Ellis Frank

Frank Ellis

The best Agent the Notts Miners Never Had!
Frank Ellis, who died on 16th February 2007 was one of seven children, his father was a miner at Hucknall Bottom pit; both parents were socialists and active in the newly formed Labour Party. One brother John became a Labour Councillor for Nottinghamshire, another, Les was an agent for the Nottinghamshire Area NUM from 1951 to his death in 1965; an uncle, ‘“bolshevik” Jack Smith was an agent for the Leicestershire Area of the miners, union (MFGB) and close associate of A J Cook. With that sort of background it isn’t surprising that Frank swiftly became politicised.
As a young lad he was thrown out of the Church Hall, which had the best snooker tables in town, because his religious affiliations were deemed inappropriate! He swiftly found and joined what he later described as, ‘…an organisation with the wonderful title of the Militant League of Atheists.’ [Tape recorded interview with Richard Stevens] Yet, while retaining his secularism he never attacked anyone for their beliefs.
His first job was as a butcher’s assistant at the Hucknall branch of the Maypole grocery chain where he joined, with about half a dozen workmates, the National Union of Distributive and Allied Workers. He later got casual work at the Co-op dairy, frequently having to cycle ten miles back home because he had not been selected to work that day. Following the footsteps of his parents, who had joined the Communist Party in 1929, he joined the Young Communist League in 1931 and remained a Communist until his death.
In the early 1930s Frank played his part in the campaigns against the fascists. For instance, I have been told by several people, that no meetings of the British Union of Fascists were allowed to take place on Nottingham’s Slab Square because Frank’s comrades were so well organised that if, and when, the fascists started a meeting, they would be surrounded and chased off the Square within ten or fifteen minutes.
Frank got married to Julie during this period and she also proved to be a class fighter. It was his hatred of Fascism which, in 1937, led him, to make his way to Paris then down to the Pyrenees to be met by a mountain guide and escorted over the mountain range to cross the border into Spain and on into a reception unit of the International Brigade. Here he went through some basic military training before moving on to fight as a machine gunner, on the side of the new SpanishRepublic, in the bloody civil that was to continue until 1939.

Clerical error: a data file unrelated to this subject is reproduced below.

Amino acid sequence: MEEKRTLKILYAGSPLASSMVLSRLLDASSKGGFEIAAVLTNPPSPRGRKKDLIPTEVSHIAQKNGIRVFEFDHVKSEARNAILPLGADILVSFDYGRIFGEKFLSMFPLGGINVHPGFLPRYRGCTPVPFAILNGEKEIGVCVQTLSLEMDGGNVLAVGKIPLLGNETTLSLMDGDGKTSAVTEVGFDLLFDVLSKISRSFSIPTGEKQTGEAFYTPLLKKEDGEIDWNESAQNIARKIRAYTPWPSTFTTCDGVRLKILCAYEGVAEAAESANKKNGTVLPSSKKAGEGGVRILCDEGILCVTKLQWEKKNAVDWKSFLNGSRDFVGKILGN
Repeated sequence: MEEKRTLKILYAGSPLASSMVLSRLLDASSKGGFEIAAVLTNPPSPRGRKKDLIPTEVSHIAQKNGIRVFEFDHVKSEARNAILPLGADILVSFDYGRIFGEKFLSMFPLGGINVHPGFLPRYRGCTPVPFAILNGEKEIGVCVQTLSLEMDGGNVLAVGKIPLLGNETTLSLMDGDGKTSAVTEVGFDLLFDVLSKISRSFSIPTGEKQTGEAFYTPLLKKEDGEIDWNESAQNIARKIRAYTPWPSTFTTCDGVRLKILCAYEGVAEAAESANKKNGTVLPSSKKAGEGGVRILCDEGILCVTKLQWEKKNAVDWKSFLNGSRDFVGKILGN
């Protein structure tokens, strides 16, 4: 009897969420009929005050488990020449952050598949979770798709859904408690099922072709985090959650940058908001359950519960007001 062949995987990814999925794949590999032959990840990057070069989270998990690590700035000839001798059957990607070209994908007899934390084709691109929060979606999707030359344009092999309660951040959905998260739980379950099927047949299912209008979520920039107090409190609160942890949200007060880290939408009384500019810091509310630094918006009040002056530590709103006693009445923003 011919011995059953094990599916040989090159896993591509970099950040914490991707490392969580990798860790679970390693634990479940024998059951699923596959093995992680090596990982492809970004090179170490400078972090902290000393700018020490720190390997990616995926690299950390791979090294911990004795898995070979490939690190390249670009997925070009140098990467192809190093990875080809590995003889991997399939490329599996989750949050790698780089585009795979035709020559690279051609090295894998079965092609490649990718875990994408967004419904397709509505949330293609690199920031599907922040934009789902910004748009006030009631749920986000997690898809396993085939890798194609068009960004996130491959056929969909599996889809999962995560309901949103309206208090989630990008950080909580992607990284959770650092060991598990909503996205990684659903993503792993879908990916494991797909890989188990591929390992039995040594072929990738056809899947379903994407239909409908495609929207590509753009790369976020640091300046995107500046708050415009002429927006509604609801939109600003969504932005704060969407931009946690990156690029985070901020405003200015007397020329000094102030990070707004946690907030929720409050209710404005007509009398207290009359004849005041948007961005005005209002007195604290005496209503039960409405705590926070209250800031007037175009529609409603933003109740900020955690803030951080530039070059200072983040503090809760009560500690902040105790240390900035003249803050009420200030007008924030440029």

In 1938 he and some of his comrades were confronted by a column of the Italian Army fighting on behalf of Franco against the Government. They were captured and spent the rest of the war in a Franco gaol.
As the civil war drew to a close, to the advantage of the fascist insurgents, Frank was repatriated to Britain. That was early 1939 with war against Nazi Germany looming large on the horizon, and which started in September. Frank was conscripted into the army, so he and his wife were again separated which, but for short periods of leave, was to last for six years.
In that time Frank trained as a glider pilot and platoon commander, having risen through the ranks to First Lieutenant and then Captain in the first Airborne Battalion of the British army; though he didn’t see action until September 1944 in Operation Market Garden, probably Field Marshal Montgomery’s biggest disaster. Frank was one of the 10,000 men dropped at Arnhem of whom less than a quarter succeeded in withdrawing across the River Rhine. Frank was one who managed to get out. One of the few stories I heard Frank tell of that battle was, as they retreated and searching for a boat in which to cross the river, they found one but as the first man stepped into it his foot went straight through the bottom! ‘If there’s a boat without a bottom, there must be a boat with a bottom,’ he urged his men. There was and they managed to get across the Rhine and into allied lines; those who have seen the Rhine will appreciate that must have been some achievement.